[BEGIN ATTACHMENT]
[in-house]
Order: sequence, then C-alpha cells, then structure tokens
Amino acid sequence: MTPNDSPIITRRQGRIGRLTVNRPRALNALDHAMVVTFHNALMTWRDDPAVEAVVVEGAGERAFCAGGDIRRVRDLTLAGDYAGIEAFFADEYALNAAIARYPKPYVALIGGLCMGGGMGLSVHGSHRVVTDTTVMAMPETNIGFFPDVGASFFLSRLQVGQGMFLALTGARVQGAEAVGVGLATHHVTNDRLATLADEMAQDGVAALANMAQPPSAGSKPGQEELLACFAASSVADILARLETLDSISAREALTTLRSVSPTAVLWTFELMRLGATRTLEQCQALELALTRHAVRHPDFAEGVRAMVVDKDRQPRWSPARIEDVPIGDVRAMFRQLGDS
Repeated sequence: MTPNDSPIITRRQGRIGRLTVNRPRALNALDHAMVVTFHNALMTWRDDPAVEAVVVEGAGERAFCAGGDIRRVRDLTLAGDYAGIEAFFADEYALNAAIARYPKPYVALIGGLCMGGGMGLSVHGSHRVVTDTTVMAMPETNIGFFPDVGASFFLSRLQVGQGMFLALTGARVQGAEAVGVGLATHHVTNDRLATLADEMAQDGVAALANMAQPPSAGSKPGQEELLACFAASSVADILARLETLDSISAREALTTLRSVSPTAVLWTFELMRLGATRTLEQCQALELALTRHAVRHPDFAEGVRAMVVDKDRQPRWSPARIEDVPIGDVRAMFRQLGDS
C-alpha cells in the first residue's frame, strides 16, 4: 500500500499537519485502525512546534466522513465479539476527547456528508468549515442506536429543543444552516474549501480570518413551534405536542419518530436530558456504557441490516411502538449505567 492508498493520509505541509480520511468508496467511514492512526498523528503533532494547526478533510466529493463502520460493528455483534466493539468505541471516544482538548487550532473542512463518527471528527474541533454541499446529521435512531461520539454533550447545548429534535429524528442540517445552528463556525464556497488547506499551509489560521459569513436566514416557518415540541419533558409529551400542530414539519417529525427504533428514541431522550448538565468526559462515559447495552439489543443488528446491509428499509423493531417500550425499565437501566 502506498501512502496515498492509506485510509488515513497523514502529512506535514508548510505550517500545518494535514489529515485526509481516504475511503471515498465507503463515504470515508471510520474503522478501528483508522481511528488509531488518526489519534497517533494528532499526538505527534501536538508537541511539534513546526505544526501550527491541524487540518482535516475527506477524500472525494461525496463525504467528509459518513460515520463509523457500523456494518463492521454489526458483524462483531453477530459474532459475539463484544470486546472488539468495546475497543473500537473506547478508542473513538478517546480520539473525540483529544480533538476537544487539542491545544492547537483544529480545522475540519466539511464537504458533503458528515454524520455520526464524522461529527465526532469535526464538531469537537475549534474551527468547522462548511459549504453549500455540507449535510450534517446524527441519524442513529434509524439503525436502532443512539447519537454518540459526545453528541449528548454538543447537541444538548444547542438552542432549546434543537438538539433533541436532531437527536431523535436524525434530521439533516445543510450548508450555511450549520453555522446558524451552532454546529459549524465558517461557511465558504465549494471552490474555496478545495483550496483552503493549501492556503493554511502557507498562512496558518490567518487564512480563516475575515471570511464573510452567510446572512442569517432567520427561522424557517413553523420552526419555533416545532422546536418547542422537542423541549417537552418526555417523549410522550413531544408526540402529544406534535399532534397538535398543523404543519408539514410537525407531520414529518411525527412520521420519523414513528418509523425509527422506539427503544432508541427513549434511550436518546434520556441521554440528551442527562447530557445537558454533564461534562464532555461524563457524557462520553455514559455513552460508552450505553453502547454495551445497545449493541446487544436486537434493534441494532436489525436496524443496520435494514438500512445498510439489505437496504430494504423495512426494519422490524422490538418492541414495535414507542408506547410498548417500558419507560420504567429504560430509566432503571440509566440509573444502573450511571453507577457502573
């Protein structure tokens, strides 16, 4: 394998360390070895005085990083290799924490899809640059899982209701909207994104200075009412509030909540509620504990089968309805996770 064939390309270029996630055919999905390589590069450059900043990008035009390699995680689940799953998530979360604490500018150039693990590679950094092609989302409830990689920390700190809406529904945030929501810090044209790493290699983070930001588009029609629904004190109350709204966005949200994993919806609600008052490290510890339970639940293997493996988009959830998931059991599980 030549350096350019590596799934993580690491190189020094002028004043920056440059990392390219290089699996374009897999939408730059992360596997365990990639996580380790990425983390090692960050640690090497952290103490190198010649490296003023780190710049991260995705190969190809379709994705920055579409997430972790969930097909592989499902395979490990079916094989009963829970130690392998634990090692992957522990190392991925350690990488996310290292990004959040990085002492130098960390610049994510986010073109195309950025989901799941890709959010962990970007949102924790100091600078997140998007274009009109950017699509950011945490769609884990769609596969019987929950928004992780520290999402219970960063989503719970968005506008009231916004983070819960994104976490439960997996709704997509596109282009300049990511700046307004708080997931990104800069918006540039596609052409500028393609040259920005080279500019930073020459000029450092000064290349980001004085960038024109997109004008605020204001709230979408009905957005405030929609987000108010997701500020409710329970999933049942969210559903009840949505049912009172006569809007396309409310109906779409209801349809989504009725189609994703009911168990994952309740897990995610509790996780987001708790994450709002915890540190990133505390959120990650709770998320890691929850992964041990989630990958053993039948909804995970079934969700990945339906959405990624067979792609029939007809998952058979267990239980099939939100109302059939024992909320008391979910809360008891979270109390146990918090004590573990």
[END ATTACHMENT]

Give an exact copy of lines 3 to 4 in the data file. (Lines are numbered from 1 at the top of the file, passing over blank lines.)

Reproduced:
Amino acid sequence: MTPNDSPIITRRQGRIGRLTVNRPRALNALDHAMVVTFHNALMTWRDDPAVEAVVVEGAGERAFCAGGDIRRVRDLTLAGDYAGIEAFFADEYALNAAIARYPKPYVALIGGLCMGGGMGLSVHGSHRVVTDTTVMAMPETNIGFFPDVGASFFLSRLQVGQGMFLALTGARVQGAEAVGVGLATHHVTNDRLATLADEMAQDGVAALANMAQPPSAGSKPGQEELLACFAASSVADILARLETLDSISAREALTTLRSVSPTAVLWTFELMRLGATRTLEQCQALELALTRHAVRHPDFAEGVRAMVVDKDRQPRWSPARIEDVPIGDVRAMFRQLGDS
Repeated sequence: MTPNDSPIITRRQGRIGRLTVNRPRALNALDHAMVVTFHNALMTWRDDPAVEAVVVEGAGERAFCAGGDIRRVRDLTLAGDYAGIEAFFADEYALNAAIARYPKPYVALIGGLCMGGGMGLSVHGSHRVVTDTTVMAMPETNIGFFPDVGASFFLSRLQVGQGMFLALTGARVQGAEAVGVGLATHHVTNDRLATLADEMAQDGVAALANMAQPPSAGSKPGQEELLACFAASSVADILARLETLDSISAREALTTLRSVSPTAVLWTFELMRLGATRTLEQCQALELALTRHAVRHPDFAEGVRAMVVDKDRQPRWSPARIEDVPIGDVRAMFRQLGDS